(1) Woe to drunken, scoffing politicians (Isaiah 28). This is one of the great chapters of Isaiah's book. In the opening section (28:1-6) the prophet points in warning to the proud drunkards of Ephraim whose crown (Samaria) is rapidly fading. He next turns to the scoffing politicians of Jerusalem, rebuking especially the bibulous priests who stumble in judgment, and the staggering prophets who err in vision (28:7-22); closing with a most instructive parable from agriculture, teaching that God's judgments are not arbitrary; that as the husbandman does not plow and harrow his fields the whole year round, so God will not punish His people forever; and as the husbandman does not thresh all kinds of grain with equal severity, no more will God discipline His people beyond their deserts (28:23-29).
(2) Woe to formalists in religion (Isaiah 29:1-14). Isaiah's second woe is pronounced upon Ariel, the altar-hearth of God, i.e. Jerusalem, the sacrificial center of Israel's worship. David had first inaugurated the true worship of Yahweh in Zion. But now Zion's worship has become wholly conventional, formal, and therefore insincere; it is learned by rote (29:13; compare 1:10-15; Micah 6:6-8). Therefore, says Isaiah, Yahweh is forced to do an extraordinary work among them, in order to bring them back to a true knowledge of Himself (Isaiah 29:14).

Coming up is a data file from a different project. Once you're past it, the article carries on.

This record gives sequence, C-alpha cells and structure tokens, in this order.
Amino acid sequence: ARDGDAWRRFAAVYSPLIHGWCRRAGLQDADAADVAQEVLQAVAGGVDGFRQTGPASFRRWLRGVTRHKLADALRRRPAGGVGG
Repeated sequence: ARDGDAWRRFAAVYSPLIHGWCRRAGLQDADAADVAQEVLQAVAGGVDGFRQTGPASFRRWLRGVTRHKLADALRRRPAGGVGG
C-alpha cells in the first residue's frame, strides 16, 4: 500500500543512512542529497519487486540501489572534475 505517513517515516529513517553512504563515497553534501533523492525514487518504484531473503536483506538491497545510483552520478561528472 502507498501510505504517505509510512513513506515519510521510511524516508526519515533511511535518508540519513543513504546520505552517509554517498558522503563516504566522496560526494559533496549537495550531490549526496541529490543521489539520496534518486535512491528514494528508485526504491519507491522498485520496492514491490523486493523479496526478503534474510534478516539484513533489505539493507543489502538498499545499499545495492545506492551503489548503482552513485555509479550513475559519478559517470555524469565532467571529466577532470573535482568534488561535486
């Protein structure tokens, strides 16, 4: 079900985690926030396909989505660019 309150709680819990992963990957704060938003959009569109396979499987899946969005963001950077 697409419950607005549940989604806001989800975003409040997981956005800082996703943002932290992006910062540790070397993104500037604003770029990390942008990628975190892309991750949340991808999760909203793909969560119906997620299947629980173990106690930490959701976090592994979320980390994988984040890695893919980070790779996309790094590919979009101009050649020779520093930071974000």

(3) Woe to those who hide their plans from God (Isaiah 29:15-24). What their plans are, which they are devising in secret, the prophet does not yet disclose; but he doubtless alludes to their intrigues with the Egyptians and their purpose to break faith with the Assyrians, to whom they were bound by treaty to pay annual tribute. Isaiah bravely remonstrates with them for supposing that any policy will succeed which excludes the counsel and wisdom of the Holy One. They are but clay; He is the potter. At this point, though somewhat abruptly, Isaiah turns his face toward the Messianic future. In a very little while, he says, Lebanon, which is now overrun by Assyria's army, shall become a fruitful field, and the blind and deaf and spiritually weak shall rejoice in the Holy One of Israel.